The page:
Last year I had the chance visit one of the top destinations on my bucket list with my friend, Eveline. Iceland is a land sculpted by lava and ice, where geysers burst and glaciers gleam and emerald valleys stretch all the way to the ocean. On an exhilarating journey, we encountered this wonderland of geological extremes close up.
One of the spots we were most looking forward to in Iceland was Jökulsárlón. It’s a glacier lagoon in South East Iceland filled with Icebergs. The lagoon was formed by global warming a mere 60 years ago as the Breiðamerkurjökull began to retreat. At one time, the glacier reached the sea, but as the ice began to melt more rapidly, chunks of ice broke off (known as calving) and as they fell, a lagoon was formed. Ice is powerful and it created deep gorges in the earth as it retreated. The lake is 200 metres deep!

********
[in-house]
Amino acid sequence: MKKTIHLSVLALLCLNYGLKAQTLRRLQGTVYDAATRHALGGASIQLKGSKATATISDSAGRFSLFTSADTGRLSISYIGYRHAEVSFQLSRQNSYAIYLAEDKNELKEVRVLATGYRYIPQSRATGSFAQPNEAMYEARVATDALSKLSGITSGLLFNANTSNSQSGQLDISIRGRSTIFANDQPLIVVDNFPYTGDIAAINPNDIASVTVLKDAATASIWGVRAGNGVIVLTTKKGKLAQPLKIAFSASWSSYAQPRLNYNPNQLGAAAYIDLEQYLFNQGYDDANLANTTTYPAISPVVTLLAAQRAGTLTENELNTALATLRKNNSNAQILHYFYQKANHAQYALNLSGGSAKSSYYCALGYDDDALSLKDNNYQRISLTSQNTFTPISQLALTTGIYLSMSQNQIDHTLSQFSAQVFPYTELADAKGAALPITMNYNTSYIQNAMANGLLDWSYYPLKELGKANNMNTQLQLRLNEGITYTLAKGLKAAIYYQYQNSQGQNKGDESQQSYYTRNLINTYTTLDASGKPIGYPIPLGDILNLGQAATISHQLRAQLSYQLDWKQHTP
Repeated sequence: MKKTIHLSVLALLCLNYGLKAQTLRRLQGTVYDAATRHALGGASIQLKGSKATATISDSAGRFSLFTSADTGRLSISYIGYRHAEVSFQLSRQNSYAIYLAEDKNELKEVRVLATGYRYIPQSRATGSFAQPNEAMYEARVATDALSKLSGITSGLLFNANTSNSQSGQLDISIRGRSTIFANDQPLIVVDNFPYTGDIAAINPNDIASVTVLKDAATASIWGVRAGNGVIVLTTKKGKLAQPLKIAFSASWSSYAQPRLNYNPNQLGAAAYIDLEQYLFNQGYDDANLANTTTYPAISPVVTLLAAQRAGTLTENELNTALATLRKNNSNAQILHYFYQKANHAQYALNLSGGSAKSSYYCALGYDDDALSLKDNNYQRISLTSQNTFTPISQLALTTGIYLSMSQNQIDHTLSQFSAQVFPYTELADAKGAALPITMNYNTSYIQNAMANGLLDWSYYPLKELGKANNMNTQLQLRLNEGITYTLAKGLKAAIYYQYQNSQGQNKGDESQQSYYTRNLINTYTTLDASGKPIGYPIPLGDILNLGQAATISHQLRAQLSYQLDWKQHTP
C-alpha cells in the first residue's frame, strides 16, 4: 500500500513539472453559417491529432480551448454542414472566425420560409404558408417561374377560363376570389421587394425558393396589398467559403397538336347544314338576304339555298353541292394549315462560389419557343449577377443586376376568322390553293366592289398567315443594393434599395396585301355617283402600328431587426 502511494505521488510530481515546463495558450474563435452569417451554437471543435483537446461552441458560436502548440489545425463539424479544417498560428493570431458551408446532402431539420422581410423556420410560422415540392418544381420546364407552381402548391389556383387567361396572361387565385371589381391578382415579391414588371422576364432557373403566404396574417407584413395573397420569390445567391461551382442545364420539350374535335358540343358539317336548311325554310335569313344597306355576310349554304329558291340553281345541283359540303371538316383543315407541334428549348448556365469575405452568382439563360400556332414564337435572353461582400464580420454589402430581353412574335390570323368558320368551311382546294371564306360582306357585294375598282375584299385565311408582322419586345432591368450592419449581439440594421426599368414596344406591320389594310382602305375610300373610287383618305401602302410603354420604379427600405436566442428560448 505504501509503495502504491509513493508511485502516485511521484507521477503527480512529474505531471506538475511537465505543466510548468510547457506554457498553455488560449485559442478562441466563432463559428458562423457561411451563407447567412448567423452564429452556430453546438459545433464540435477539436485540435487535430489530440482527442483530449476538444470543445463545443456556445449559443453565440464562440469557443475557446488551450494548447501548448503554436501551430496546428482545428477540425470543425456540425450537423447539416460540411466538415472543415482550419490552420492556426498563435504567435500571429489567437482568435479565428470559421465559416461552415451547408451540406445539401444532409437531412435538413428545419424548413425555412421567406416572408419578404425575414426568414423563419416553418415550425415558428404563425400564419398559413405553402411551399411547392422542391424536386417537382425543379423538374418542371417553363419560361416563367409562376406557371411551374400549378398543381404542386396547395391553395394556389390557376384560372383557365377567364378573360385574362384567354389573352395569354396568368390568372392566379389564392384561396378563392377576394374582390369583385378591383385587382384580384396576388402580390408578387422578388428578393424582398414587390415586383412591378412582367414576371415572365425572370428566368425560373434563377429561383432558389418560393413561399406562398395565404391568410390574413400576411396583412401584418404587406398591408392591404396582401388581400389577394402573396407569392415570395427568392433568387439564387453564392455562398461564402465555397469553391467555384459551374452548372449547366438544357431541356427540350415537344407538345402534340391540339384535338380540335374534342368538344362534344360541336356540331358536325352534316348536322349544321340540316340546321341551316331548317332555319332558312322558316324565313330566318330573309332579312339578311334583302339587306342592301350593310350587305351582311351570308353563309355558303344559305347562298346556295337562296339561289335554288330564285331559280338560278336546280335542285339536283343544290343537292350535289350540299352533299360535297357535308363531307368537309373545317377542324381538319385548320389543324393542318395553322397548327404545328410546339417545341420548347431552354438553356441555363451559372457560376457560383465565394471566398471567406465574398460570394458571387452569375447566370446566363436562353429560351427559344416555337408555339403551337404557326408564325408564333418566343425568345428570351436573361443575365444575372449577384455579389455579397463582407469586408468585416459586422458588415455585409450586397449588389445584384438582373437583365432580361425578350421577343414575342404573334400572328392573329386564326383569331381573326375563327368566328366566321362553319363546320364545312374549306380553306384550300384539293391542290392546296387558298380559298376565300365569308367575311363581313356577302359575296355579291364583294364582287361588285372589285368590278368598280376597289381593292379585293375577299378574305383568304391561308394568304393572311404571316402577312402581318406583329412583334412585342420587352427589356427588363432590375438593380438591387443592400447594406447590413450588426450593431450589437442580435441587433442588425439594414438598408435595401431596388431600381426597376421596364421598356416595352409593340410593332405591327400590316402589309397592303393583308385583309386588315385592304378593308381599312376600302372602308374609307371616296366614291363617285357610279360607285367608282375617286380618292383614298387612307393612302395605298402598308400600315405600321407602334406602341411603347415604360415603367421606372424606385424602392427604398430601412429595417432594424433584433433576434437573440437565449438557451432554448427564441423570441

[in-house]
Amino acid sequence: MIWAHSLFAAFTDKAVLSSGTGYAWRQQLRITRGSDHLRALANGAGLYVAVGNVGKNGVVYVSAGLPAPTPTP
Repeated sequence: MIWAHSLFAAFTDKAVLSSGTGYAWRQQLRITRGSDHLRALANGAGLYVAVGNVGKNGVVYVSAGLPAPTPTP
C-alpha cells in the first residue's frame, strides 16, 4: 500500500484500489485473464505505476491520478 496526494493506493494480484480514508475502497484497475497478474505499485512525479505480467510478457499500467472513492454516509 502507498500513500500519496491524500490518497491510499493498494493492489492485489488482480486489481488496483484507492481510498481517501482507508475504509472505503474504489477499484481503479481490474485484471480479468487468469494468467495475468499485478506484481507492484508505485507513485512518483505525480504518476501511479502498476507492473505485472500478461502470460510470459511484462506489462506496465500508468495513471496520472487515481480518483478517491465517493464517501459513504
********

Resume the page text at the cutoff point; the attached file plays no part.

Also, I’ve never seen anything like the Northern Lights. They moved much faster than I anticipated, swooshing and swelling, expanding and contracting, in all directions. I remember distinctly feeling like they were more than just charged particles… like they were a living, breathing presence in the sky. Though the cold was something I had never experienced so intense before, the trip for the lone spot in Iceland that wasn’t covered by clouds of two hours one-way was the best invested time ever.